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Issue 03/2019

Highlights: Toys Injection Moulding Basics: Microplastics Mind the right terms Captured CO2

Injection Moulding The

Injection Moulding The bioplastics handbook for injection molders T his article is an excerpt of “The bioplastics handbook for injection molders”, created and published by Green Dot Bioplastics (Emporia, Kansas, USA), edited by Michael Thielen. Download the full handbook via the link given at the end [1]. Processing bioplastics Bioplastics can be processed with the same equipment and, in many cases, similar cycle times as traditional plastics. As with switching from one traditional plastic to another traditional plastic (e.g., polyethylene to a polystyrene), though, it’s important to understand the processing parameters of the new material. And if you plan to use the same mold, it’s important to choose a bioplastic with similar processing characteristics to the material you’re currently using. Because of the custom nature of many materials, materialspecific processing considerations vary formulation by formulation. Still, there are category-specific processing considerations injection molders would find helpful to know before using a bioplastic. In this guide, Green Dot Bioplastics offers general considerations for these two overarching bioplastic categories: Biocomposites (plastics made with a matrix resin — either petroleum-based or renewable and a reinforcement of natural fibers or fillers) and biodegradables (plastics which are metabolized into organic bio-mass after use). See info-box for details about Green Dot Bioplastics’ materials. Injection molding with biocomposites Biocomposites can replace as much as 65 % (in cases even up to 70 %) of petroleum-based content with renewable materials such as wood-, flax-, hemp-, bamboo- etc. fibers or starch — a compelling bio story in a time when plastics bans and restrictions are heightening. Most biocomposites do not deviate significantly from traditional plastics and can be processed on the same equipment without major modifications to the injection molding process. As long as injection molders are aware of the small ways in which biocomposites differ from traditional plastics —and the small ways that difference affects the injection molding process— processing problems are easy to avoid. And as with any material change, it’s paramount to follow the processing characteristics laid out by the material manufacturer. Lower temperatures, slower injection speeds Biocomposites are filled with organic fillers and fibers, which are especially sensitive to high temperatures and shear buildup. If the material gets above about 205°C (400°F), there’s potential for degradation of the cellulose and burn streaks in the finished part. Changes in the process (e.g., lower temperatures, slower injection speeds) and tooling (e.g., opening a cooling line, enlarging gates) may be needed to alleviate shear stress and prevent the material from overheating. Although injection speeds might need to be lower for biocomposites, cycle times should remain within an acceptable range because they are being processed at lower temperatures meaning less cooling time is required. And the organic filler adds a degree of dimensional stability to the material, allowing it to be removed from the mold at higher temperatures than conventional plastics and further reducing cycle times. Follow drying recommendations The organic fillers (e.g., natural fibers, wood, starch, etc.) in a biocomposite readily absorb moisture from the environment and must be dried in a desiccant dryer prior to processing. Processing biocomposites at moisture levels above about 0.5% can result in a host of processing problems such as drooling from the nozzle or runner and the formation of voids within the part. Account for differing shrinkage characteristics The higher the ratio of organic fiber and fillers in a biocomposite, the lower the shrink rate. Injection molders who currently make a part out of a traditional plastic (e.g., polyethylene) and want to switch to a biocomposite (e.g., a wood fiber polyethylene composite) need to be conscious of the differing shrinkage characteristics between the two materials. A higher shrink rate isn’t necessarily good, and a lower shrink rate isn’t necessarily bad. But molds are designed with draft angles to accommodate the shrinkage of one plastic material — and if the same mold shall be used for the new material, a material with a similar shrink rate needs to be chosen. Injection molding with biodegradables Experience shows that the vast majority of processing problems with biodegradable plastics stem back to moisture and temperature. Processing biodegradable plastics at above the recommended temperature will cause the material to degrade. And if excess moisture is present, the resulting parts will be brittle, weak and have a reduced shelf life. If all processing recommendations of the raw material suppliers (e.g. Green Dot Bioplastics) are followed, though, the biodegradable plastic will remain strong and functional until subjected to the specific conditions in which it is designed to biodegrade. Most often, this is in industrial composting facilities or, in special cases, backyard composting settings — not while a product is on a store shelf or in use. 34 bioplastics MAGAZINE [03/19] Vol. 14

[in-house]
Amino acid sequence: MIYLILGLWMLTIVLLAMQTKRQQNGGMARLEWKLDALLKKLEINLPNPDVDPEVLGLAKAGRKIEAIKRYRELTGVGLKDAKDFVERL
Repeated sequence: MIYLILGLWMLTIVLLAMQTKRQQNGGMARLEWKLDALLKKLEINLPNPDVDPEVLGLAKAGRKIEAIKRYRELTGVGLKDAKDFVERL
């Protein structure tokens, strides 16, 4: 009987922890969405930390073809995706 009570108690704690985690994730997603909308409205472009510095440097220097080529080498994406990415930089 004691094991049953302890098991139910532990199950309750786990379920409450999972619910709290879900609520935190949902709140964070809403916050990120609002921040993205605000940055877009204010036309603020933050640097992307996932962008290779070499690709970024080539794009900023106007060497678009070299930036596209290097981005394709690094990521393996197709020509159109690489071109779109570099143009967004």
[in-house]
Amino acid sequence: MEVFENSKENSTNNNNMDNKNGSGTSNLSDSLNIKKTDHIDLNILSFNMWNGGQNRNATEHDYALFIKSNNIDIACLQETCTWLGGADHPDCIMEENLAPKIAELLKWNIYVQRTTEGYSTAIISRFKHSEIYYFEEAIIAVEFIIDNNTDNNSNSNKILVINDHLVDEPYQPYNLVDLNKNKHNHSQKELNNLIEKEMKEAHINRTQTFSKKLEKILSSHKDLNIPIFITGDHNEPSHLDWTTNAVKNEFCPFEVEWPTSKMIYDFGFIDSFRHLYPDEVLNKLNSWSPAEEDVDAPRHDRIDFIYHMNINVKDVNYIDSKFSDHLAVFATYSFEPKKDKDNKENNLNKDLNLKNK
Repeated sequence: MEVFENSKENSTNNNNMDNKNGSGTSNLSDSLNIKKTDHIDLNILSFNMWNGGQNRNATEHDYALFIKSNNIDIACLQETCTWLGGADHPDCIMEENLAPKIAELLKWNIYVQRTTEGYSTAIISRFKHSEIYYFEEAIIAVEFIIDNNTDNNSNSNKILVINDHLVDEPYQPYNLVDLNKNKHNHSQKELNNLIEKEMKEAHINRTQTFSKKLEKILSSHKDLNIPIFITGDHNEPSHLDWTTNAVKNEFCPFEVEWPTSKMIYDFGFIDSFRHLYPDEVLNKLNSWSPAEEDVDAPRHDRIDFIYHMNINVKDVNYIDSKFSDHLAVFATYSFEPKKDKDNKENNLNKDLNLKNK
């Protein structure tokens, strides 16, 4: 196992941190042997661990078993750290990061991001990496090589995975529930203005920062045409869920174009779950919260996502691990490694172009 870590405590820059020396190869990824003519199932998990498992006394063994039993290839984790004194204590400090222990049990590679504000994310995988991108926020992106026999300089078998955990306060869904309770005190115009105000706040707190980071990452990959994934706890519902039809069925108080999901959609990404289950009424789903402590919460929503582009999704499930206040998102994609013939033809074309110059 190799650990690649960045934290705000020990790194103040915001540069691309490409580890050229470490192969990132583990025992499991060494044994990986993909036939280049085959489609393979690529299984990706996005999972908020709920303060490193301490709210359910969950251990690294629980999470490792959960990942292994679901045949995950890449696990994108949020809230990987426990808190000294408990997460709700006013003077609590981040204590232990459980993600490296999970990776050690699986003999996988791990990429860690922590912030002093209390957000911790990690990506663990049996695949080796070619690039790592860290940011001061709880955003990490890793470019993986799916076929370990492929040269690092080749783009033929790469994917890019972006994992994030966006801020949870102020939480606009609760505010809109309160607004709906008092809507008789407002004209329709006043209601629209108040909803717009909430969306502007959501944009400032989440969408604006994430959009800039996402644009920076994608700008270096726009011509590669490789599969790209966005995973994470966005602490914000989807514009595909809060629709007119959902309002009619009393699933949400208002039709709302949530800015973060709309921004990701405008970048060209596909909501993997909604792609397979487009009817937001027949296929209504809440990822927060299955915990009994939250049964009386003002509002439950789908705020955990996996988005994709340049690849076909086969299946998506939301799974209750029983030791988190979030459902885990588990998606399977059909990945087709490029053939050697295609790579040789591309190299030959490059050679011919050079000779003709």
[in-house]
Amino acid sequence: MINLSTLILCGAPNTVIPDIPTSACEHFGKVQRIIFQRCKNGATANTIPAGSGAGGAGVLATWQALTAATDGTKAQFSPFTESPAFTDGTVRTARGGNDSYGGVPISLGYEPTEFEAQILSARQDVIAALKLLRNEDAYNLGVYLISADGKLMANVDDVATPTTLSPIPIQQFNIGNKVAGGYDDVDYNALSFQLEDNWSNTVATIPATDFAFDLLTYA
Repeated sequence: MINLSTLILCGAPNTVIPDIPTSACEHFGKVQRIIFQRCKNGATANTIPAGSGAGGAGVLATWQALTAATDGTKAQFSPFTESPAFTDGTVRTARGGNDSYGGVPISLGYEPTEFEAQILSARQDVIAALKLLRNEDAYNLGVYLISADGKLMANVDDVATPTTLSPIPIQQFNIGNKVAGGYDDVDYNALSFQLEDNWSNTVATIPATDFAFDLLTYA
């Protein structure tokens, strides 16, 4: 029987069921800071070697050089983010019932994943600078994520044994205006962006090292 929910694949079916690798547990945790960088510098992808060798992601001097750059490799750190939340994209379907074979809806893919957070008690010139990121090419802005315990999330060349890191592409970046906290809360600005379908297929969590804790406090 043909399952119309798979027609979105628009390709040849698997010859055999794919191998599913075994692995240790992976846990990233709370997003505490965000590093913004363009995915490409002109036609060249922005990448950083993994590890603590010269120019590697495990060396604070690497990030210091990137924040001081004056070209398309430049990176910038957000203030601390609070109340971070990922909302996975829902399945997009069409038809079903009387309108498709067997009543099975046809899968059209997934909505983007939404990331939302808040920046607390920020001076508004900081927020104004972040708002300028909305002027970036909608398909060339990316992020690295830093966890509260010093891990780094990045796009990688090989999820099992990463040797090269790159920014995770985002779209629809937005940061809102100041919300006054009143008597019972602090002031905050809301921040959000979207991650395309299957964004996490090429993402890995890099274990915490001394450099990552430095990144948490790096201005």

Injection Moulding Drying time and moisture levels It’s essential to follow the drying instructions specified by the material manufacturer to ensure the material is at or below the recommended moisture level prior to processing. Moisture levels above 0.1% will not only cause problems during the injection molding process (e.g., foaming, drooling, voids) but also product performance problems. The presence of excess moisture can cause the plastic to hydrolyze during the product lifecycle, resulting in a loss of molecular weight and mechanical performance. This can cause parts to be brittle and weak and, ultimately, fail. Lower processing temperatures Many biodegradable plastics tend to be more shear-sensitive and have lower melting points than most biocomposites and traditional plastics. Because of this, most biodegradable materials have to be dried and processed at much lower temperatures, often well below 175°C (350°F). Processing biodegradable plastics above the manufacturer recommended temperature can result in material degradation. Slower injection speeds and larger gates / runners may be required to further reduce the temperature and shear stress depending on the mold and material you are using. Meet injection molders who have made bioplastics work In a separate publication by Green Dot Bioplastics, four injection molders provide valuable and promising insights on working with bioplastics. Although each had technical issues at the initial stages, they were eventually able to run the materials successfully in their respective facilities [2]. A research-driven guidebook to processing bioplastics A special guide published by IfBB – Institute for Bioplastics and Biocomposites (Hanover University of Applied Sciences and Arts) and supported by FNR (specialist agency renewable resources) to the processing of bioplastics gives a straightforward explanation of processing considerations for a variety of materials and processing procedures based on years of research [3]. The texts were contributed by IAP – Fraunhofer Institute for Applied Polymer Research, IfBB, SKZ, SLK, Chair of Lightweight Structures and Polymer Technology, Technical University Chemnitz. [1] The bioplastics handbook for injection molders (complete pdf) The Bioplastics handbook for injection molders [2] N.N.: Injection molders who have made bioplastics work; [3] Offers, J.; Lack, N. (Edts): Processing of Bioplastics – a guideline – Green Dot Bioplastics materials at a glance Each of Green Dot’s Terratek® material lines don’t describe a discrete material, but rather a class of materials. • Terratek BD, is a class of materials that are both bio-based and biodegradable. Within the Terratek BD category, there are near-infinite possibilities to customize a formulation by alloying different polymers and additives to meet customer-specific performance requirements. These grades are more rigid and similar to traditional polyolefin resins. • Terratek Flex is a class of biodegradable elastomers that is rubber-like and soft to the touch, Terratek BD and Terratek Flex, are certified compostable according to ASTM D6400 and EN 13432, meaning they will disintegrate within 12 weeks and biodegrade within 180 days in an industrial composting facility. • Terratek WC is a class of wood-plastic composites. WC contains up to 60% wood particles • Terratek SC is a class of starchplastic composites with starch-toplastic ratios ranging from 30 to 65%. Terratek WC and SC replace a significant portion of traditional plastic with renewable, reclaimed organic fillers. The organic material adds dimensional stability, stiffness and a natural appearance to plastic products without sacrificing performance or processability. The value of Green Dot Bioplastics lies in the material science expertise which gives the supplier the flexibility to customize their material lines to match the unique requirements of each client. Green Dot Bioplastics offers custom formulations for each category, alloying different polymers, additives and fillers to achieve a broad range of performance and processing parameters. bioplastics MAGAZINE [03/19] Vol. 14 35